- After cold stabilization is complete, pour the wine into sanitized containers, leaving the sediment behind. At this stage the wine is ready for consumption or ageing
- Remember that sometimes fermentation can get “stuck”, sometimes wine can develop a smell of rotten eggs, and sometimes wine can taste like vinegar. This should not happen if you do everything correctly.
Picking the Right Grapes
The grapes you want to use are one of the traditional winemaker’s breeds. They should be gathered as ripe as possible to be at their maximum sweetness and minimal tartness. The grapes should have a good aroma.
Try tasting freshly squeezed juice out of your chosen grapes first. It must be sweet and very aromatic. Grapes that are intended for dessert, especially seedless white grapes, will hardly make a good wine.
Yeast is naturally present on the grape’s skin. Wine yeast in a sachet that you can buy in a winemaking store is a relatively recent invention. To be able to ferment grapes without adding any yeast, they shouldn’t be washed. Washing grapes will take away the natural yeast from the skins. However, for the purpose of home winemaking, washing is recommended. By doing this, we will make sure that our grapes are clean and free of any bacteria. If the grapes have an excessive amount of “wrong” microflora, the fermentation will go the wrong way. To be on the safe side, it is better to wash the grapes and supplement them with wine yeast. This way we will make sure that wine yeast is the strongest strain in our batch, and the desired result is guaranteed. Choose one of the most common and popular wine yeasts. Measure the exact recommended amount, use a scale.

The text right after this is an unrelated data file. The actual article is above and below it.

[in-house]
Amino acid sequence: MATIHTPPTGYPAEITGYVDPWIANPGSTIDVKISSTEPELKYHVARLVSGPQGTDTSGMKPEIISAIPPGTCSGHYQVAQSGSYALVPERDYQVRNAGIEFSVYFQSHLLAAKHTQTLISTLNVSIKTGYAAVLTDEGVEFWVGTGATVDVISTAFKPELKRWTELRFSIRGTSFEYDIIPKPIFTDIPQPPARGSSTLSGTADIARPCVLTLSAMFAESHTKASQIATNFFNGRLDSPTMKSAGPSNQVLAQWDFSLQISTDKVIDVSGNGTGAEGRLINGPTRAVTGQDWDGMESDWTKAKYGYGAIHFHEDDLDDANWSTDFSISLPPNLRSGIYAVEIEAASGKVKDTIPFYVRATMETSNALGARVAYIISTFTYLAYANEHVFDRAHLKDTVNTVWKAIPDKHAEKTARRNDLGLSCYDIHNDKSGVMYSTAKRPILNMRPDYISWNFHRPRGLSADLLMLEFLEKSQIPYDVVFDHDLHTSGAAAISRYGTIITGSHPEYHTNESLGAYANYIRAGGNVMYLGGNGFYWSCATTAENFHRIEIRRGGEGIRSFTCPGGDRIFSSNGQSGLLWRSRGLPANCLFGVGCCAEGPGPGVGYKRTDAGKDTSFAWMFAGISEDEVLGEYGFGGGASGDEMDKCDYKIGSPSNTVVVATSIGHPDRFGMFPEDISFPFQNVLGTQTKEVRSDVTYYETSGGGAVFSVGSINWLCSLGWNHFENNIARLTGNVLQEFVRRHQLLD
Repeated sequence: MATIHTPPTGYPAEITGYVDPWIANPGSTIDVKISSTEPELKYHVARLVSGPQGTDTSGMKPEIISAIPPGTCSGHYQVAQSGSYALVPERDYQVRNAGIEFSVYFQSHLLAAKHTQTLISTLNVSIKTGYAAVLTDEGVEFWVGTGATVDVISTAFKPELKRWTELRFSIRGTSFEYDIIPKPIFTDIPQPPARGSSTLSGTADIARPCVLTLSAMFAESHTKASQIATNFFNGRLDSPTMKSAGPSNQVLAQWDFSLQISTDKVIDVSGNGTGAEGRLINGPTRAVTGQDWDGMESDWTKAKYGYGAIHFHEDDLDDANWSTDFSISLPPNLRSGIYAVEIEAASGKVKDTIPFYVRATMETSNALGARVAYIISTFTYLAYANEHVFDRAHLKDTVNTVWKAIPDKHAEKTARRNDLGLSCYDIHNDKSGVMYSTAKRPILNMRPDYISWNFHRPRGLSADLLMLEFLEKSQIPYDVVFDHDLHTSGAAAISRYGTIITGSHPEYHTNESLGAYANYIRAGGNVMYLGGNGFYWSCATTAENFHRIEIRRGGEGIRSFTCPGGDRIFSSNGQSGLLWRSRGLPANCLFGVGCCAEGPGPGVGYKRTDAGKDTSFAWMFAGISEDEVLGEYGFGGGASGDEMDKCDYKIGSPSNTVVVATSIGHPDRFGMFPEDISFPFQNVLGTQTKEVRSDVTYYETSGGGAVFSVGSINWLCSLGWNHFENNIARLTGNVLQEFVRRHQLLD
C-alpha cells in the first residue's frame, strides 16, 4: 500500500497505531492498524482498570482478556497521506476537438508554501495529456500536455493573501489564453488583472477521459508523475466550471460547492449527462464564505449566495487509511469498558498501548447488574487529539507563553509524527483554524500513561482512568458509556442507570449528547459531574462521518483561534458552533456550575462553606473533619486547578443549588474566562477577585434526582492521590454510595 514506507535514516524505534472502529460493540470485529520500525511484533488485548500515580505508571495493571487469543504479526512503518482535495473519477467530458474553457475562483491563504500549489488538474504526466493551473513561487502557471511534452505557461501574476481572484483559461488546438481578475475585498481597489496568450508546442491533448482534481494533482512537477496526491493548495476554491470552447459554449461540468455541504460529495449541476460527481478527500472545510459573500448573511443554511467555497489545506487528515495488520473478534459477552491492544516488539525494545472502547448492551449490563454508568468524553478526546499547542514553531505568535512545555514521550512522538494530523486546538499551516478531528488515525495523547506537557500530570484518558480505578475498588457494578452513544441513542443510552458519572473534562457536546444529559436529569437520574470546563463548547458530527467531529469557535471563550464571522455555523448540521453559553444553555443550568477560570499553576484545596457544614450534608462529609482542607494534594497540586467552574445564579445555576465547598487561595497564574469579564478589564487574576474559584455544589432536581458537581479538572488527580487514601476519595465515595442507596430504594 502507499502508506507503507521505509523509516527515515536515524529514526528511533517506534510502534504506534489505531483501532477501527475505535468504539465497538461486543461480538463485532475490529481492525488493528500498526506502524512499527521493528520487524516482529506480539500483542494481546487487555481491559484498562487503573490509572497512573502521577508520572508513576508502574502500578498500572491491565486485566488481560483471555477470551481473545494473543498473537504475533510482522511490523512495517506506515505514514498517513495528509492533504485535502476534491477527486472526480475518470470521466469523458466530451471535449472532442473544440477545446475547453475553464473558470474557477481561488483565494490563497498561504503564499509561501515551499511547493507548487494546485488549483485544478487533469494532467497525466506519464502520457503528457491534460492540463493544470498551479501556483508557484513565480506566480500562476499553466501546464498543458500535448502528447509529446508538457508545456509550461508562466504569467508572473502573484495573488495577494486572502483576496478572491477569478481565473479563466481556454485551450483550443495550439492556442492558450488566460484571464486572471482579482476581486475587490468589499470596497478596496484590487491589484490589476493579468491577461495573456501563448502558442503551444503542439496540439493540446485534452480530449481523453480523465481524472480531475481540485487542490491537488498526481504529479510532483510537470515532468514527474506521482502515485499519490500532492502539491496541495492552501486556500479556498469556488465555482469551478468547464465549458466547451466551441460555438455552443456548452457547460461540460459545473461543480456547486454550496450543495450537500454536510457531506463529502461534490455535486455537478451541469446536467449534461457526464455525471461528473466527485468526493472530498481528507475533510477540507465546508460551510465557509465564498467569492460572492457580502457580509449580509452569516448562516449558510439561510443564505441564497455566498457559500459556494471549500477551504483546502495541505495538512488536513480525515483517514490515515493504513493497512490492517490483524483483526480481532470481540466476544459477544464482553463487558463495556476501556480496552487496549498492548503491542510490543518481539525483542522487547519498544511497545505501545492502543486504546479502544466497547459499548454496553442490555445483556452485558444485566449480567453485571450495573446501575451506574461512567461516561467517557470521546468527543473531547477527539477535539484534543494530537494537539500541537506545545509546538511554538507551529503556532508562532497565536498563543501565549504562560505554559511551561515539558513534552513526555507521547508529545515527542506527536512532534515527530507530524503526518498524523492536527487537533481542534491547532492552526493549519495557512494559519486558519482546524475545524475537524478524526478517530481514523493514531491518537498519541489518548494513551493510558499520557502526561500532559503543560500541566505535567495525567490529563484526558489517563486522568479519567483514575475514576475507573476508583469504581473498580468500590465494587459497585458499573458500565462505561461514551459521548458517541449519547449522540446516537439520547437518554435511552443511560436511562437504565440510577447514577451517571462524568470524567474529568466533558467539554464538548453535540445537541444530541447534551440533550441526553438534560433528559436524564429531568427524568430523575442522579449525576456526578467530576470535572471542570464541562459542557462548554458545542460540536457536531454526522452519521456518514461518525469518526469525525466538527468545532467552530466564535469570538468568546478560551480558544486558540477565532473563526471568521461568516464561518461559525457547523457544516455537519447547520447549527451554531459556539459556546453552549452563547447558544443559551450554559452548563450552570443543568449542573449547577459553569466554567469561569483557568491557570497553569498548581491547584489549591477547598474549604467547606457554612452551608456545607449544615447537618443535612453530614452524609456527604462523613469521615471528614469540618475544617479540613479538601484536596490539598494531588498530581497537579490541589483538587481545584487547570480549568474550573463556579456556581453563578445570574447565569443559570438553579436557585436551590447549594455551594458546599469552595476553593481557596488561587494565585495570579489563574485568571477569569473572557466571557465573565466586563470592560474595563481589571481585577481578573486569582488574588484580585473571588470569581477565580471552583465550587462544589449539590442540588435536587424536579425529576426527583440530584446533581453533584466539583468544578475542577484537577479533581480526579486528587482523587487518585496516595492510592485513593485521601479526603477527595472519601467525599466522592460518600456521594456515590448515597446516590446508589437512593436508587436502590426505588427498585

Too much yeast may create an excessive yeast flavor. Too little yeast will slow down the fermentation; also there is a risk that it will never initiate or fermentation may stall. Mix the yeast you are ready to use with a small amount of brown sugar and warm water. Leave it to activate for approx. half an hour. If the yeast are producing foam (bubbles) by that time, it is alive and good for the fermentation.
After washing with pure water (no soaps!), separate grape berries from the stems. Place them into a clean bowl and crush well. Given their small amount, crush in small batches just using your hands (food grade gloves recommended). Crush only the amount of grapes that will fill your fermentation vessel to no more than ¾ by volume. The remaining space is necessary as the must will swell with the release of carbon dioxide.